Select Committee on Environment, Transport and Regional Affairs Appendices to the Minutes of Evidence

Memorandum by the Chamber of Shipping (IT 40)



  The Chamber welcomes the Government's commitment to take a strategic view of the role of shipping and the wider maritime-related industries in the UK and to put forward a positive industrial policy for this sector.

  A new vision of Britain's maritime future, with Government and industry operating in partnership, would benefit UK plc in terms of national earnings, GDP, employment and defence.

  The Chamber hopes that the satellite paper promised on shipping will set the policy framework. The Chamber, together with RMT and NUMAST, is calling for urgent Government action in the areas of training, employment costs, taxation and investment, and future opportunities for British ratings.

  Shipping has virtually no capacity limitations; pays its full infrastructure cost; is the most environmentally friendly transport mode; and is subject to high international standards of training and safety.

  UK ports and terminals are generally efficient. However, a positive planning policy is necessary to encourage the location of major consumers of raw materials on or near the coast and to ensure that waterside sites in ports and waterways remain available for maritime activities.

  The Chamber supports speedier planning processes, greater transparency of port accounts, and the current review of the role and status of trust ports.

  The Chamber welcomes the practical approach of the White Paper to the facilitation and promotion of short-sea shipping, including a review of the freight facilities grant regime.

  Government must not give undue advantages to other transport modes (such as rail). The current discrimination in the use of 44-tonne lorries (which are allowed in movements to railheads, but not to ports) should end. It is unjustifiable and deliberately disadvantages the use of shipping.

  The Chamber supports most of the practical measures suggested in the White Paper to improve port and coastal safety functions and the initiatives being launched by the newly constituted MCA. We do not, however, support the imposition of a levy on ships to pay for Emergency Towing vessel Cover, since this would impose a cost burden on British companies when many others would also benefit.


  The Chamber welcomes the fact that, although the principal focus of the White Paper is the national domestic transport framework, the Government does recognise that there is also an essential, wider dimension to transport policy. This includes how cargoes and passengers reach and leave the UK, as well as the economic and employment contribution which British carriers make to UK plc from transport operations abroad.

  The Chamber welcomes the acknowledgement in paragraphs 3.179-3.182 that, while continuing to take a free-market approach to the sea transport sector, the Government will also "take a strategic view of the role of shipping and the wider maritime-related industries in the national economy so as to determine Britain's future maritime needs and how those may be secured". We welcome in particular the assurance that any new policy will be based on a long-term vision and will comprise objectives with firm commitments to action jointly agreed between the industry and government. We strongly endorse the four broad aims set out in paragraph 3.181.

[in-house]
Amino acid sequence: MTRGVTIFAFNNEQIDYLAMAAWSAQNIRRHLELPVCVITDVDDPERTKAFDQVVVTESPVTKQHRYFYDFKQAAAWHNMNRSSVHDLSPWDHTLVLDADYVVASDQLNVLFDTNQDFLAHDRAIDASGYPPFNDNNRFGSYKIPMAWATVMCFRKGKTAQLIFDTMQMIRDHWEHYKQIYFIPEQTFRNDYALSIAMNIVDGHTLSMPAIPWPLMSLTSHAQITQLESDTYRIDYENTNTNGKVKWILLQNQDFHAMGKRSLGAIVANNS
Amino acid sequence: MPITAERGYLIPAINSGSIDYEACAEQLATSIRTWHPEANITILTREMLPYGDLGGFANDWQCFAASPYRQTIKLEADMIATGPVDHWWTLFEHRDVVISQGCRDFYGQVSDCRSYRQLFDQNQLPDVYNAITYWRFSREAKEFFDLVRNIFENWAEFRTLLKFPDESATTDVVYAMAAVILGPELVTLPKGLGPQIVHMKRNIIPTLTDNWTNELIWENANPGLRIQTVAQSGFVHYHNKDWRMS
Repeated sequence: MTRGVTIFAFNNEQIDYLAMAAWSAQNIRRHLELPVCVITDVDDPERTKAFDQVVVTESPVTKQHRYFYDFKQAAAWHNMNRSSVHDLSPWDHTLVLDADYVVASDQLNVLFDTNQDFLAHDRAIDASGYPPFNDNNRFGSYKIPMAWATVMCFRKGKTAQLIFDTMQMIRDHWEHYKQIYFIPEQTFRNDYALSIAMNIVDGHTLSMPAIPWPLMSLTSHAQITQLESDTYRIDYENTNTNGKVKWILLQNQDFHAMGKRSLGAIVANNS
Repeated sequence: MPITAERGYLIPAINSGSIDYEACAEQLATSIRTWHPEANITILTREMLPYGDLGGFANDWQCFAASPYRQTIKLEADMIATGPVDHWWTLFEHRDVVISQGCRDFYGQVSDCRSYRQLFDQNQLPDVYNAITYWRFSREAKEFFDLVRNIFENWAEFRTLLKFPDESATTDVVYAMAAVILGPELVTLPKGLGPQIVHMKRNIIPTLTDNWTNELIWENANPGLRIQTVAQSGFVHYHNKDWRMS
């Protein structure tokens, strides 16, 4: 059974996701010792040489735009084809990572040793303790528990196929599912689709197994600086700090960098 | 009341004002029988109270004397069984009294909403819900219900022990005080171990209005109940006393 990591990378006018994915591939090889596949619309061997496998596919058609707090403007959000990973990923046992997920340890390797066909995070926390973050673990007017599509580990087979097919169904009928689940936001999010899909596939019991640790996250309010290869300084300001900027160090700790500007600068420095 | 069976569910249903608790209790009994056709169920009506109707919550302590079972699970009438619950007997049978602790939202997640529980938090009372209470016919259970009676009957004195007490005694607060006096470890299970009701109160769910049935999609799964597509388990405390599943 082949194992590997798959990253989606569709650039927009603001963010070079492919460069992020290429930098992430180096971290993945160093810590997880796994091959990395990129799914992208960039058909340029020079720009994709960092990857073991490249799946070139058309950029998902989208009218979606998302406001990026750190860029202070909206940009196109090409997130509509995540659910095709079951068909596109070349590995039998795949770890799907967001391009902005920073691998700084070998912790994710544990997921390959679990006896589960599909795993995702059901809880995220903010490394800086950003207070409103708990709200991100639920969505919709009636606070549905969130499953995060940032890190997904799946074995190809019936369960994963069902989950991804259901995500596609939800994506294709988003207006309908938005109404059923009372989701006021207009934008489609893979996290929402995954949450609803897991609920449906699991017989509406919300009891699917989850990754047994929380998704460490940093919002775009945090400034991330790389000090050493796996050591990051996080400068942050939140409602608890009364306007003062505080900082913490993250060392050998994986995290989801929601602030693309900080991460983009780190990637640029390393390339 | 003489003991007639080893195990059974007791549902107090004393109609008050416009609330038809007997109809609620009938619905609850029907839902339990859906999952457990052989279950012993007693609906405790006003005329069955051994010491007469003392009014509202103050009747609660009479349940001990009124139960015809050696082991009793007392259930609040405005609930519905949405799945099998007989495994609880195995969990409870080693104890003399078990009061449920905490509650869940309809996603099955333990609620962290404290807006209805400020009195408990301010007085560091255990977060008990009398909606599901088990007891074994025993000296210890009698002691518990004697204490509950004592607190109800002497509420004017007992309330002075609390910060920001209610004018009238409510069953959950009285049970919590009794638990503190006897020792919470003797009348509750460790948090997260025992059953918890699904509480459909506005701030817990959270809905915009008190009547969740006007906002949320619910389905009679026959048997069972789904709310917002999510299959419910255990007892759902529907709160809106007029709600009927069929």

The Chamber acknowledges that the Government is fulfilling its manifesto commitment in addressing the key issues of employment and investment in the UK shipping industry and congratulates the Deputy Prime Minister on his establishment of the Shipping Working Group and the work it is undertaking.

  In that context, the Chamber has worked closely with and co-ordinated its approach with the two main seafaring unions, RMT and NUMAST. The industry has jointly called for urgent Government action in the following areas:

    —  Training—The aim is to achieve a target of 1,200 new officer recruits each year (identified by both Cardiff and London Guildhall Universities) and to employ more ratings. This would require upgrading existing training assistance programmes, removing unnecessary restrictions on ships where seafarers can be trained, encouraging the development of alternative career structures for seafarers, including more rating/officer conversion training and enhanced training for ratings.

    —  Employment costs—This is the key driver to the preservation of maritime skills in Britain for the future needs both of shipping and the related, shore-based businesses. This would require expanded crew travel assistance under the present scheme and tax alleviations to reduce the cost of employing British nationals in the worldwide market.

    —  Taxation and investment—A new competitive tax environment is required for shipping in Britain, which would put British companies on the same footing as other countries in Europe, including the Netherlands, Norway, Germany, Greece, and others. In recent years, the first three of these have provided a choice between an optional tonnage-based tax regime for their shipping companies and the conventional corporate tax regime.

    —  Ratings—Further study is required on the important issue of future job opportunities for British ratings.

  The industry has argued that action in these areas would produce significant rewards for Britain, in terms of:

    —  a bigger fleet and share of the trading opportunities which lie ahead (world seaborne trade is forecast to double by the year 2012). This in turn would mean increased revenues for Government;

    —  increased employment of British seafarers;

    —  more high-value, flexible and long-term jobs for teenagers;